There’s no denying that the COVID-19 pandemic has wreaked havoc on so many lives. At the height of the pandemic in April 2020, the unemployment rate in the U.S. reached over 14%. Many individuals still haven’t gotten their jobs back and have been unable to find new ones. Part of that is because thousands of businesses have been forced to close their doors for good. 

Needless to say, even though the unemployment rate has balanced a bit, if you’re unemployed, you’re not alone. 

Unfortunately, when you’re looking for a place to live, your lack of employment status could be a problem. Most apartments and rental properties require proof of employment. 

So, what are your options if you are apartment hunting while unemployed? How can you convince landlords to give you a chance?

Count on Others

One of the easiest ways to get approved for a lease agreement is to work with people in your life who are willing to advocate for you. Consider using a co-signer on a lease. Landlords will be put at ease by having someone with steady employment and a stable income sign with you. A co-signer can also give you a boost if you have bad credit and you’re trying to build it up. Keep in mind, though, that a co-signer is putting themselves on the line for you. It’s up to you to make sure you can pay the rent each month, or that burden could fall on your co-signer. 

Instead of finding a co-signer, you might also consider moving in with roommates. Usually it will be sufficient for a landlord if at least one roommate has a job, especially if you can put down the necessary deposits and initial rent payment. 

Moving in with friends or family members is often the best choice. But, if you’re new to an area or don’t know many people, there are several reputable roommate finder resources online that will allow you to scan and research individuals who might be in a similar situation. 

Build Up Trust

Some landlords may give you a chance based on good faith alone. That starts with your first meeting. First, timing is everything when it comes to renting. A serious landlord may not give you a second thought if you’re apartment hunting in the summer when they are busy and accepting applications from people with a steady income. 

Instead, try to approach a rental in the “slower” months, typically October – December. Landlords will have more time to talk to you, and they might be more desperate to fill a vacant space. By showing a strong level of respect and being open and honest from the start, a landlord may be willing to rent you a place.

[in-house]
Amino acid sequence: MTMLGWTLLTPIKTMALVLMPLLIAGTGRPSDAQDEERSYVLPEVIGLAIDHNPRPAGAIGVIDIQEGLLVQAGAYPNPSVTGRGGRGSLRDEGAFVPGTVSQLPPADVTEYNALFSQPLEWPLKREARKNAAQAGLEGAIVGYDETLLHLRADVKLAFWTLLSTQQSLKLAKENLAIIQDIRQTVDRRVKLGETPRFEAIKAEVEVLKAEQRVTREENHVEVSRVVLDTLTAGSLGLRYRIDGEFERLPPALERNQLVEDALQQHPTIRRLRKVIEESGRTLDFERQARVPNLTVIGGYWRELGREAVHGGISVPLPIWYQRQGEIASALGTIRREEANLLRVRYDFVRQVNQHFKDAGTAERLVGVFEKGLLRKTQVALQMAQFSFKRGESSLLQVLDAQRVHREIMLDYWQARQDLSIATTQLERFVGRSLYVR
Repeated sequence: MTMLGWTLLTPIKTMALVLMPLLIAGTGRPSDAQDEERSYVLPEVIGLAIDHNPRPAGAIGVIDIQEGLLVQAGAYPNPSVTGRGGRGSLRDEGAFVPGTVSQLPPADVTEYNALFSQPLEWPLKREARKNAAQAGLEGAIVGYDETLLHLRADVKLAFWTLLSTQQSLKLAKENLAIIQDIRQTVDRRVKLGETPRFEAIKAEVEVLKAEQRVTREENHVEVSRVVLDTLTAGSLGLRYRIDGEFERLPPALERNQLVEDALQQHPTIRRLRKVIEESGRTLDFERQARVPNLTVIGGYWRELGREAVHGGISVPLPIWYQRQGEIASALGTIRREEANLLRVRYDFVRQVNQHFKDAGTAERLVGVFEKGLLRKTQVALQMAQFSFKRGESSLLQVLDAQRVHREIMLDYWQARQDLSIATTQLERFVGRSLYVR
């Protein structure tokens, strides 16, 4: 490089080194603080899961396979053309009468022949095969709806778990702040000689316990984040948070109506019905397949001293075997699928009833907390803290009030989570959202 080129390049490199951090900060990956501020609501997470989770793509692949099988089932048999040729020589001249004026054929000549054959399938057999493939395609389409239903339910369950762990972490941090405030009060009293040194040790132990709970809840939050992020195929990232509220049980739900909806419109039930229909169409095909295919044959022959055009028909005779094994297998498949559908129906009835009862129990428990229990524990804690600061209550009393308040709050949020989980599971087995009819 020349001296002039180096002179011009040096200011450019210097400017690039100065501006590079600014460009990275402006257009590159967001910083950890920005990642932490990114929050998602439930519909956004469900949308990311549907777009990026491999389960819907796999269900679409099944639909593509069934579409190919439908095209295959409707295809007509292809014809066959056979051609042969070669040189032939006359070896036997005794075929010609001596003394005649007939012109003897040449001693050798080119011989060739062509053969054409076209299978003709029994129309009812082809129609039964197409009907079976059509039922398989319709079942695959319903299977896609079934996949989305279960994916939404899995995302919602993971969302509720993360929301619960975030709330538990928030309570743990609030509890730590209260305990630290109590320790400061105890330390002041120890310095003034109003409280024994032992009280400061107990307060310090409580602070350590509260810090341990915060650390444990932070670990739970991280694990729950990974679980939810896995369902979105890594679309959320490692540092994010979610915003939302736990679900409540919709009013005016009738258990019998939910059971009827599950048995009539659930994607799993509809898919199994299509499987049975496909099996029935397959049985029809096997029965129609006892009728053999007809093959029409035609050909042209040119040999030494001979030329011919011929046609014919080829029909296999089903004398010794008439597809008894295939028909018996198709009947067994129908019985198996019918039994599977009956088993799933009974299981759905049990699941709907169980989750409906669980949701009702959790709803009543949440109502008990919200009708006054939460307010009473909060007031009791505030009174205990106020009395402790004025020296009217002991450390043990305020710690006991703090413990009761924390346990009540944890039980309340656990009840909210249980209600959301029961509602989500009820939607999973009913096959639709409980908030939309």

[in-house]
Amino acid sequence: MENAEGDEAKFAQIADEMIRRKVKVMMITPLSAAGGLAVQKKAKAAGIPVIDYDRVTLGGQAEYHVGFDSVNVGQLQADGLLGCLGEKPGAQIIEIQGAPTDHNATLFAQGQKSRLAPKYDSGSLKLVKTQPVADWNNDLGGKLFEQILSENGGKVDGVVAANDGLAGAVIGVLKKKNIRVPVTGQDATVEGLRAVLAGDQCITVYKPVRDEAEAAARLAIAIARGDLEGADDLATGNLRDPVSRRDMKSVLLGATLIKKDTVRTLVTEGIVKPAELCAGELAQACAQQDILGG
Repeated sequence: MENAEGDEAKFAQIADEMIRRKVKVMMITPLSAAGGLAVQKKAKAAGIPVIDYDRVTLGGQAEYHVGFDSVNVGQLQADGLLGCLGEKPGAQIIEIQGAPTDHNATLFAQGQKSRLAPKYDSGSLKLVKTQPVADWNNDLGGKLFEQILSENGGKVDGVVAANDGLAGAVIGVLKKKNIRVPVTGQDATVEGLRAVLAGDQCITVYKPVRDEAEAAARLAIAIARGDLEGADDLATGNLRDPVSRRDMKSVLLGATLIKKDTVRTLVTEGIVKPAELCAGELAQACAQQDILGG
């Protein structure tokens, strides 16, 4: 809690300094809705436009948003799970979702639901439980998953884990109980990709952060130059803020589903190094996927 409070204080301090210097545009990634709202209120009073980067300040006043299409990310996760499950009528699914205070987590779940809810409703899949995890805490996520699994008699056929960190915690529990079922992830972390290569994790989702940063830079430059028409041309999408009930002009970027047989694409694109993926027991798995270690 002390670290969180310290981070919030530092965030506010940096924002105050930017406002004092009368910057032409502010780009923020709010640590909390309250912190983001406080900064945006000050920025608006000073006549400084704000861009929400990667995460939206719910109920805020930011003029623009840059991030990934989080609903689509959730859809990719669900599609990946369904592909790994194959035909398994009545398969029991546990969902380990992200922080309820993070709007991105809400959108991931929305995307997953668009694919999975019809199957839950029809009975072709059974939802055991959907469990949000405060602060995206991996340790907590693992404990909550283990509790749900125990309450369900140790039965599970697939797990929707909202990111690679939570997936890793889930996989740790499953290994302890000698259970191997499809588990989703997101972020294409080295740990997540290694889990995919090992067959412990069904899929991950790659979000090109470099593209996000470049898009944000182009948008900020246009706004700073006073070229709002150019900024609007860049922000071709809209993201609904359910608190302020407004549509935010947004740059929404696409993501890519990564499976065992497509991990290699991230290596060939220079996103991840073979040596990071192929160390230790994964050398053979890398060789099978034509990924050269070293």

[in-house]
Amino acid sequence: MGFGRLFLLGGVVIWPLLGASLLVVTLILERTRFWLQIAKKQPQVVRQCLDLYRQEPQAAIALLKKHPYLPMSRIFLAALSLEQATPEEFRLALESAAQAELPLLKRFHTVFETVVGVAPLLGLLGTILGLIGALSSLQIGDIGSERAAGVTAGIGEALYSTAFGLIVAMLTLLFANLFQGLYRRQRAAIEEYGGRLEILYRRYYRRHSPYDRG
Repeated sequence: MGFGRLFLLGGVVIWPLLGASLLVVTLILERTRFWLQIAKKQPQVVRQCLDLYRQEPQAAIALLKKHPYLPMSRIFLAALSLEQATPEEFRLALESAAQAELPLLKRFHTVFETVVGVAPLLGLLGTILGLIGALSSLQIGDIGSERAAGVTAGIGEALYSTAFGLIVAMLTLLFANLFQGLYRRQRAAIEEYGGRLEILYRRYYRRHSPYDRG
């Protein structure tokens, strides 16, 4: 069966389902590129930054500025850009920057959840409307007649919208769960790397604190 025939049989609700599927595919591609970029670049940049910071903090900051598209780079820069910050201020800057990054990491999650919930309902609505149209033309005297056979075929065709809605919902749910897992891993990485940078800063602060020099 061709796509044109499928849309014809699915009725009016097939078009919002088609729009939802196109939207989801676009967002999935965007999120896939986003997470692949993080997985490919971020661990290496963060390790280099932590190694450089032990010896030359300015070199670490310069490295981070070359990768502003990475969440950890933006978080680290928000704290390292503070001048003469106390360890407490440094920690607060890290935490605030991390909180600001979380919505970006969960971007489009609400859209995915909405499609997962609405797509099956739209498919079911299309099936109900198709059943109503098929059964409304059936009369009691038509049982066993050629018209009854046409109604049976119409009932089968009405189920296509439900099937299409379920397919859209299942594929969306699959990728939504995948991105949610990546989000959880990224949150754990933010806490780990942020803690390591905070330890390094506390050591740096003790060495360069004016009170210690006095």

It’s also important to foster a healthy landlord-tenant relationship throughout the length of your lease. You can do that by: 

  • Being forthcoming about your employment status and what you plan to do.
  • Asking and answering questions openly.
  • Respecting certain rules and guidelines of the space.
  • Making payments on time.

When you form a strong relationship with your landlord, they’re more likely to trust you throughout your lease. Keep in mind that landlords might be hesitant at first, whether because they’ve had bad experiences with previous tenants or they’re nervous about your lack of employment. Just make sure to be honest and respectful. 

Many people were laid off or let go due to COVID, and became eligible for unemployment benefits. If you’re one of those individuals, it’s okay to disclose this to a potential landlord. Unemployment benefits may not be as much as you would make from a steady job. However, it is still monthly income you can claim to assure you will be able to pay rent. Being on unemployment also typically requires you to actively look for jobs, so your landlord will know that your unemployment isn’t a permanent situation. 

If necessary, you can also dip into your savings to pay for your rent until you get back on your feet. It’s not ideal, but it can keep a roof over your head until you find another job. As long as you make consistent payments each month, your landlord will be less likely to worry about your employment status. 

While it can be difficult to find an apartment without a job, it’s not impossible. Many people are struggling right now. If you can show that you’re actively searching for a job, provide some type of regular payment (even via a co-signer or roommates), and build a rapport with your landlord, apartment hunting doesn’t have to be insurmountable. Once you find a stable place to live, you can consider it the first step in turning things around once again, so you can focus on finding employment and getting back on track.